Gender inequality is the most pervasive form of discrimination in the world, and it is no coincidence that the majority of the world’s poor are women and girls. Entrenched gender bias, in Zambia and around the world, not only prevents women from engaging with and accessing the economic benefits of extractive industries, but manifests in how companies and governments engage with communities at all stages of project activities. Gender-blind policies and practices in community consultation and decision-making processes give rise to the systematic exclusion of women and a silencing of women’s perspectives, agendas, and interests in relation to oil, gas, and mining projects.

These are not easy problems to fix. But Oxfam is working with local partners to call on oil, gas, and mining companies to be responsive to the communities where they operate and to make women’s rights and working towards gender justice a priority. We are also working to ensure that mining companies consult with women and men from local communities so that everyone benefits.

Clean water, access to health services—especially for pregnant women and children under five, and preventing unwanted pregnancies in young women still going to school—would go a long way to making life better in these Zambian communities.

Oxfam is also urging mining companies and industry associations to adopt gender-specific policies and to respect community rights to Free, Prior, and Informed Consent and for the Zambian government to create mechanisms that allow communities to benefit from mining revenue proceeds. When the community is involved, especially women, more of the benefits are spread around.

You can learn more about women’s rights and women’s activism in the extractive industries sector in the November issue of the Gender & Development Journal.

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    Dear Ms Maxman, there is a big theme here that you swing around a few times without naming or fairly addressing: should a foreign mining company act as a government, or should the government of the country be held more accountable and be put under pressure to perform? You intimate that the mine should provide more for education, health, water infrastructure, etc., such as building and maintaining schools and clinics. In this respect you advocate for mining companies assuming the role of governments. This can be very dangerous because when a mine eventually closes down, all of this falls into disrepair and lacks funding to continue. You need to imagine and advocate for a more sustainable solution. Certainly mining companies must be called upon to contribute in a big way to the surrounding communities, but Kansanshi Mine’s owners are the largest taxpayers in all of Zambia, so if not enough money is coming back to the communities, there is something amiss with the government institutions.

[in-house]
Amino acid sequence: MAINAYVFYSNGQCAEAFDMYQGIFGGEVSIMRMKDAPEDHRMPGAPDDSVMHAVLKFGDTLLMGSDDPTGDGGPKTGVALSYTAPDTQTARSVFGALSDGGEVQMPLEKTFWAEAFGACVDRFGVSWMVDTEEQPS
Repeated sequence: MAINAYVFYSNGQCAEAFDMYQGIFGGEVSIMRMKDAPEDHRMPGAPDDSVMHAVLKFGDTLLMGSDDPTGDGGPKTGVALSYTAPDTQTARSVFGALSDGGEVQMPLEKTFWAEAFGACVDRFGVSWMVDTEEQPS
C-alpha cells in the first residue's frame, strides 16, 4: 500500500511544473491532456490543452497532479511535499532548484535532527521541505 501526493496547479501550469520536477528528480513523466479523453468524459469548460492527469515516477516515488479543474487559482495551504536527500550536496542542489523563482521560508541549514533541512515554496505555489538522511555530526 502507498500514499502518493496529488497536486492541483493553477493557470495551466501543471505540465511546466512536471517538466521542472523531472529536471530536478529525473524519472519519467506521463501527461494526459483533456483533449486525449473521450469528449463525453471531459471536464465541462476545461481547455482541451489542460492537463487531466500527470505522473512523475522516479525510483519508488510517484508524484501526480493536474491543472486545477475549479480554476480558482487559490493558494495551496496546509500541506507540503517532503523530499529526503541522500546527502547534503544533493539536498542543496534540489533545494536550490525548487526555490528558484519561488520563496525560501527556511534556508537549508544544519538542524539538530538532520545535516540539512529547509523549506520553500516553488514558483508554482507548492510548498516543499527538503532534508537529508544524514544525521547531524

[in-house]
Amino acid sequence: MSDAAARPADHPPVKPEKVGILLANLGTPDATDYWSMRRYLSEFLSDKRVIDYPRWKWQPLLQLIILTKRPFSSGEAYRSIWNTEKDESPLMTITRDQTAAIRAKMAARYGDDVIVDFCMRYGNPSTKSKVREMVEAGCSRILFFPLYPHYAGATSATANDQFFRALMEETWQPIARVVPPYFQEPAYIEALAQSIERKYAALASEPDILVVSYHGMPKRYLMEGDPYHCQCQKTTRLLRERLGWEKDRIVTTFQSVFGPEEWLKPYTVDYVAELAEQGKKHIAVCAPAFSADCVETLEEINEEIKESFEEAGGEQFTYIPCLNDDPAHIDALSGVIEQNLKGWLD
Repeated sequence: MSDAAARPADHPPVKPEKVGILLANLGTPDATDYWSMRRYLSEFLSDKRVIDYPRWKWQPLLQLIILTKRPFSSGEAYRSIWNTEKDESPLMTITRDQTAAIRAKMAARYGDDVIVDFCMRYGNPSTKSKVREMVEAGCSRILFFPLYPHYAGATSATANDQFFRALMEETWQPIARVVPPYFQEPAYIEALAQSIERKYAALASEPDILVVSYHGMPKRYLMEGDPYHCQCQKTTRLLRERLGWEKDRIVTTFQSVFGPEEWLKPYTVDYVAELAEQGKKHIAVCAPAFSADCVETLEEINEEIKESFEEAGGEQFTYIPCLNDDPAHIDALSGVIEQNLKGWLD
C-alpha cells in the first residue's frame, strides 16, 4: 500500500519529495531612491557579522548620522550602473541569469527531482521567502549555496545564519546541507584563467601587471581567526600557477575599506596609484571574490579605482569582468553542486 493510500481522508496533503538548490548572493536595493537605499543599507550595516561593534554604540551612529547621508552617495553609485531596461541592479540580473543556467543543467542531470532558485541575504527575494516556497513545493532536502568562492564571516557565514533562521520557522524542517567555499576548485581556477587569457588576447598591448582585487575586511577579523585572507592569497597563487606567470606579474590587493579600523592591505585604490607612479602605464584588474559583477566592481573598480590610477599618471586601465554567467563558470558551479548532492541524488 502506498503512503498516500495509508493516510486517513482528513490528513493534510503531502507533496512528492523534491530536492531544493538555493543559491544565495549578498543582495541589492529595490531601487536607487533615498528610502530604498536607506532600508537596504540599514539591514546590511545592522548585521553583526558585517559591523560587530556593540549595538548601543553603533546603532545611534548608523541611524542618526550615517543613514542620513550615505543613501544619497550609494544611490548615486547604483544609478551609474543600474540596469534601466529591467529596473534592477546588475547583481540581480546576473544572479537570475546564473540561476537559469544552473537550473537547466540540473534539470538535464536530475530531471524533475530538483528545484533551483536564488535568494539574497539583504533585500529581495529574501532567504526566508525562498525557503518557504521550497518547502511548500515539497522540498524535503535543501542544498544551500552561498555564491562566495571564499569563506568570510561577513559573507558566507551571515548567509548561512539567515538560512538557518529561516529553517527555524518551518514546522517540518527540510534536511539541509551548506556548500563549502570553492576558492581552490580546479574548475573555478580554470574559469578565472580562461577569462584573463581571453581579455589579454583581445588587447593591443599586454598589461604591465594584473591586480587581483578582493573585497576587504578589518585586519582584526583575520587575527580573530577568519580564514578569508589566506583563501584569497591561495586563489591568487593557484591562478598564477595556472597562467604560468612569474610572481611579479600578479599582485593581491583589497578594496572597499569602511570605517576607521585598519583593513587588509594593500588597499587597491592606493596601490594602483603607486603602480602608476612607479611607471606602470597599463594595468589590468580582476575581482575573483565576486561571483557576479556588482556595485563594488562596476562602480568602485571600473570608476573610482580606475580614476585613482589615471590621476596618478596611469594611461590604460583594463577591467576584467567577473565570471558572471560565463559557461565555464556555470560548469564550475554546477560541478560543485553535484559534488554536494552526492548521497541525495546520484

A bit of perspective: that people must walk 5 km to a modern clinic, the likes of which has never existed in this part of Zambia before the mine built it, must be contrasted with a previous walk of 20 km to a less modern clinic in the town of Solwezi before the mine began operations.

  3.'Simona Combi

    Thank you for your comment. While we do work to ensure that communities have a say in what’s happening as a result of mining projects they are close to, through a process called Free, Prior and Informed Consent (, we also want civil society organizations to get the information they need about revenues so they can hold government responsible for how they are spent. You are right that mining companies cannot build the entire infrastructure communities around the mine need. But they can disclose their contracts and payments to the governments in the countries where they operate, so civil society organizations know how much money their governments are getting and have some of it directed to address these communities’ needs.

  4. Pingback: One Zambian mining community puts women’s issues front and center | Greater Good